February 18, 2005

Gabbe outlines goals for Medical School

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Steven Gabbe, M.D., dean of the Vanderbilt University School of Medicine, delivered his State of the Medical School Address this week at Langford Auditorium.
photo by Anne Rayner

Gabbe outlines goals for Medical School

Vanderbilt University School of Medicine students gathered in Langford Auditorium Tuesday evening for the second annual State of the Medical School Address delivered by Steven G. Gabbe, M.D., dean of the School of Medicine.

In his address, Gabbe focused on the school's mission and the steps being taken to achieve these goals.

“Our mission for the School of Medicine is a very simple one,” Gabbe said. “That is to have the best students, educated by the best faculty, in the best environment, to become the best physicians and scientists. This is what I think about when I go to bed at night and when I get up in the morning.”

Gabbe said the school was working to recruit the best students through an effective admissions and recruiting process, by providing applicants with the information they need on the front end, creating a memorable second visit weekend, and providing a diverse environment.

“It is extremely important for us to establish a diverse environment,” he said, “because that is the best environment for us to work and train together.”

Also important, Gabbe said, is ensuring the school offers a high-quality, relevant curriculum. He highlighted the curriculum revisions that are under way: enhancing integration between the basic and clinical science curriculum, introducing “core” professional skills in the first year and throughout the four-year curriculum, and developing a fourth year capstone curriculum that focuses on basic-clinical science integration.

Having the best faculty members also factors into being the best medical school. Gabbe said that being competitive in the recruitment market, providing programs to continually develop faculty members, celebrating successes and sustaining a collaborative environment were steps toward this goal.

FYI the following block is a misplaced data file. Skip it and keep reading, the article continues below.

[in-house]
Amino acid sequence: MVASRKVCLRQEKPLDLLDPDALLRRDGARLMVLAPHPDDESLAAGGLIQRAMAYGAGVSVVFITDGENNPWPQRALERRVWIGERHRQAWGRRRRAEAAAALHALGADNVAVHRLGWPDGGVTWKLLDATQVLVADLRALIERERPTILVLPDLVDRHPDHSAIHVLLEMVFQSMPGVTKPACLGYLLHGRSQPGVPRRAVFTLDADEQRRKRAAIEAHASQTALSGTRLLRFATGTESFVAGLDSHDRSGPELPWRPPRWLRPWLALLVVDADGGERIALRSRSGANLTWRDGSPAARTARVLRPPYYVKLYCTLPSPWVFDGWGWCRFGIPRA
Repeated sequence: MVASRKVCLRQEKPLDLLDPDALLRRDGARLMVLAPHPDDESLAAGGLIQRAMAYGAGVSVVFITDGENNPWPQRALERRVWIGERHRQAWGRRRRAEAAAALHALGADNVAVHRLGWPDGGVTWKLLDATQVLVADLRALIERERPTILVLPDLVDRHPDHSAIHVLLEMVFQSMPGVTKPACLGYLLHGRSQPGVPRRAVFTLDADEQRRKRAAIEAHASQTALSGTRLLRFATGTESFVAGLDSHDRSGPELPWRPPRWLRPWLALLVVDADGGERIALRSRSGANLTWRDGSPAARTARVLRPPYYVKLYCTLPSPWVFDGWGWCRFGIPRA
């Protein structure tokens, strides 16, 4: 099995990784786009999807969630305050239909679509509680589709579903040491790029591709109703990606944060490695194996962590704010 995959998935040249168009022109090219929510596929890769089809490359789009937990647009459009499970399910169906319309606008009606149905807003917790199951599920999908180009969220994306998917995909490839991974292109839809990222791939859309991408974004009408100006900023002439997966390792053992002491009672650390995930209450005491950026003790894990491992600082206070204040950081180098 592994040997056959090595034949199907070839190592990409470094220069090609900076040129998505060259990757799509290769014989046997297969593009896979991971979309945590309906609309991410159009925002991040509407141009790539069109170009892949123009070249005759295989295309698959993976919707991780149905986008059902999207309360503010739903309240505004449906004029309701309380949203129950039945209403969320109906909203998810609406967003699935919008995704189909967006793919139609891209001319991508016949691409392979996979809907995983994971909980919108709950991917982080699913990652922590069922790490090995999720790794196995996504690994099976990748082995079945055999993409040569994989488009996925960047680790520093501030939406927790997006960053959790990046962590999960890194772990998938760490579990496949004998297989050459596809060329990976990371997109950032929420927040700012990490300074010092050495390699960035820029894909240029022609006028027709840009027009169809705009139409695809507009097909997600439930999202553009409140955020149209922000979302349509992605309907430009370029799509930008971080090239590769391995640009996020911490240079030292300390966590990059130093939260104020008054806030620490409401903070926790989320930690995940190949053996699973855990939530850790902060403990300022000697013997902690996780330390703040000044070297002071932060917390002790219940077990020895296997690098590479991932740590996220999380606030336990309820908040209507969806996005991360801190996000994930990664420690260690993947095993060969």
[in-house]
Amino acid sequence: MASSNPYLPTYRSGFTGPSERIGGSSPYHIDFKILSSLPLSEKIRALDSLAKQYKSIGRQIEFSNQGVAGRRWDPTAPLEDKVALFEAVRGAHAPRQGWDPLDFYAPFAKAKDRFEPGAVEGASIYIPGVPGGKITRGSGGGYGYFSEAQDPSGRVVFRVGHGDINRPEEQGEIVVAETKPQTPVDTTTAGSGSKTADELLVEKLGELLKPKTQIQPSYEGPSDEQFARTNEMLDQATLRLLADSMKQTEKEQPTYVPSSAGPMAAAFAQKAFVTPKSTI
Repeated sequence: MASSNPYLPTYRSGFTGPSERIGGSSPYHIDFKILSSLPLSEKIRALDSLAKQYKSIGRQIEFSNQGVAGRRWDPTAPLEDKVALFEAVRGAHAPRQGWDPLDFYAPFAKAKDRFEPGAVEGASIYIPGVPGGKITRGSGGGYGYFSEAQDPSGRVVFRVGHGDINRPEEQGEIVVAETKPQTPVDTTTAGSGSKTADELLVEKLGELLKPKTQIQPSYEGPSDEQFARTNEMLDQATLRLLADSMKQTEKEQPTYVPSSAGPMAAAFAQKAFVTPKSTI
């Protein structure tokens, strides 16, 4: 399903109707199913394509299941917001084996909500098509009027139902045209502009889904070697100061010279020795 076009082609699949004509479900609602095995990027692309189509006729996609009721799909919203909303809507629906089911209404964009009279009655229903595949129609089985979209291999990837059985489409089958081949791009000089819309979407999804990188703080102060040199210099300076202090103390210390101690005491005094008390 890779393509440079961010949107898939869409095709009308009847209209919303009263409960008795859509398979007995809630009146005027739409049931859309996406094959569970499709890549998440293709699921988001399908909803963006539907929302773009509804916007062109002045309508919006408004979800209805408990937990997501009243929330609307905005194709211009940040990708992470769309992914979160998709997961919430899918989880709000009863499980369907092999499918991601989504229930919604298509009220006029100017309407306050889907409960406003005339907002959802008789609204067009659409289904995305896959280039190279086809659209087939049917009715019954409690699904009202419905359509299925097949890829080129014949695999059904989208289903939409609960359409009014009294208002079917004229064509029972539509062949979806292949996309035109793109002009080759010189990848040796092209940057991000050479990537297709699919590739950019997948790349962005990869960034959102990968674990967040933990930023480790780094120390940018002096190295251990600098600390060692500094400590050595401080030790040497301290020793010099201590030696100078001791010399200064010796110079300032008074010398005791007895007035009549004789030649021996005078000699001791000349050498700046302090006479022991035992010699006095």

He noted this year's key recruits, such as Sten H. Vermund, M.D., Ph.D., Amos Christie Chair in Global Health; Nancy E. Chescheir, M.D., chair of the Department of Obstetrics and Gynecology; and Daniel R. Masys, M.D., chair of the Department of Biomedical Informatics. Gabbe also pointed out the importance of retaining faculty members, and named several who have remained at Vanderbilt despite having been recruited by other institutions.

“In each case, one of the main reasons they decided to stay here was our collaborative environment,” Gabbe said. “They felt that the opportunity to work here and work very closely with faculty in an environment that supported their activities was more important, often times, than more financial support at another institution.”

An environment that fosters the best in both research and clinical learning is important for both recruiting and retaining the best students. Gabbe said this means creating outstanding research training programs, establishing interdisciplinary centers, offering essential support systems and providing state of the art research space.

It also means being a leader in patient safety and fostering a service culture, he said.

In closing, Gabbe said that he is confident that the school will meet its goals and objectives through the efforts of its students and faculty.

“I want to tell you once again what a privilege it is to be the dean of this medical school. There isn't a day that goes by that I don't meet someone or hear about something we're doing that makes me even happier to be here,” Gabbe said.